A Roman mosaic, unique in Great Britain, which shows one of the most famous battles of the Trojan War, was discovered after archaeologists conducted research on the location of a Roman villa.
The work of art was discovered during the excavation of a complex complex of villas composed of many structures and other buildings, which date from the third or fourth century of the new era, the History of England Society announced. The find is so rare and important that the site is officially protected as a monument.
The mosaic depicts a scene from Homer’s Iliad, the epic battle of Achilles and the Trojan hero Hector. It is one of the few such mosaics in Europe. The complex was probably inhabited by a rich person from the late Roman period.
Duncan Wilson, the company’s executive director, described the invention as “extraordinary”, and the location in Rutland was discovered by Jim Irwin, whose father Brian Naylor owns the land. Irwin then informed the authorities, which led to the excavation.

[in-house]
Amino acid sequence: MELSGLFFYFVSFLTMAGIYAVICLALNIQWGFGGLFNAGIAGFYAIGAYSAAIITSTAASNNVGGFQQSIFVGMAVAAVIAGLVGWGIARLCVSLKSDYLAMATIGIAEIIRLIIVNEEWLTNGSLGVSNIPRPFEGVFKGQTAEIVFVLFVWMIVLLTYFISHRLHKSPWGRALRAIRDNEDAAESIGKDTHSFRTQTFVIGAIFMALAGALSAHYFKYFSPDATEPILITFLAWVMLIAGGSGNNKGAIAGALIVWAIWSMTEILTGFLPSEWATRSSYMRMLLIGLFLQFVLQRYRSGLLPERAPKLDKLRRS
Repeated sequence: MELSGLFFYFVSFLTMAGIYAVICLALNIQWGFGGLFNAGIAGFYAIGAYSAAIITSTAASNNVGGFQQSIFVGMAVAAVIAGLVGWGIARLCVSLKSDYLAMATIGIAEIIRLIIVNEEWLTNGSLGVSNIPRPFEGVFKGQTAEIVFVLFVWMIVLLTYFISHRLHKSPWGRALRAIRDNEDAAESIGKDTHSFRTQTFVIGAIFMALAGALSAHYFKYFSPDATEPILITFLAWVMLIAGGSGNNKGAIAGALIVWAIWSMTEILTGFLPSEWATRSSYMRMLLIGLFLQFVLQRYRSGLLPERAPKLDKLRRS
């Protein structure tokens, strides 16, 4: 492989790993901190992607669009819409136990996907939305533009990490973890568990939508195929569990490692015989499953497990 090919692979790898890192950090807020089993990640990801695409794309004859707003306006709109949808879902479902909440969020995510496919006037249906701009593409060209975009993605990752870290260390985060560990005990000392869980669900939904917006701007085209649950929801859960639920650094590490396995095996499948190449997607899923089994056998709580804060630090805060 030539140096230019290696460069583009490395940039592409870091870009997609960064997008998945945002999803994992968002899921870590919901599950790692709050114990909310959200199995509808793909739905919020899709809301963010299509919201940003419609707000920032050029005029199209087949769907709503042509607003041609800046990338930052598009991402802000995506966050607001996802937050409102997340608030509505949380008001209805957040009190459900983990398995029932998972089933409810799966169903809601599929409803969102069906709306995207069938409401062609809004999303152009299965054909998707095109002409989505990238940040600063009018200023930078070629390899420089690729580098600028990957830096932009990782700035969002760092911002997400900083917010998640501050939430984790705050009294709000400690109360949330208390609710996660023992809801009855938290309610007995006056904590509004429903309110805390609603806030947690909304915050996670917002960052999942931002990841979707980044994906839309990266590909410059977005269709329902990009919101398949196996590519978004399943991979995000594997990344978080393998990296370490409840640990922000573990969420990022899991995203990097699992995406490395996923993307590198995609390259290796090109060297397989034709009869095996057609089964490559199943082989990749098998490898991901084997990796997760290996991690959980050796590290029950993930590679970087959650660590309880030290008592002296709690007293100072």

Archaeologists have discovered the remains of a mosaic, measuring 11 by almost seven meters. The mosaic is unique in the United Kingdom in that it depicts two ancient heroes, Achilles and Hector, and their battle that ended with Hector’s death.
Archaeologist John Thomas said it was the most exciting discovery of a Roman mosaic in Britain in the past hundred years and a very well-preserved example of a villa as a whole. He added that the person who ordered the artwork obviously had the knowledge of the classics and the money to order such work.
Fire damage and cracks in the mosaic suggest later re-use of the site as it ceased to be used as a villa.
Human remains were also discovered in the ruins that covered the mosaic and are believed to have been buried since the building was no longer used. The age of the human remains, younger than the mosaics, is currently unknown, but archaeologists assume that the villa changed its purpose in the late Roman or early medieval period.
Evidence gathered from the site will be analyzed by the greatest British expert in mosaic research, David Neal.
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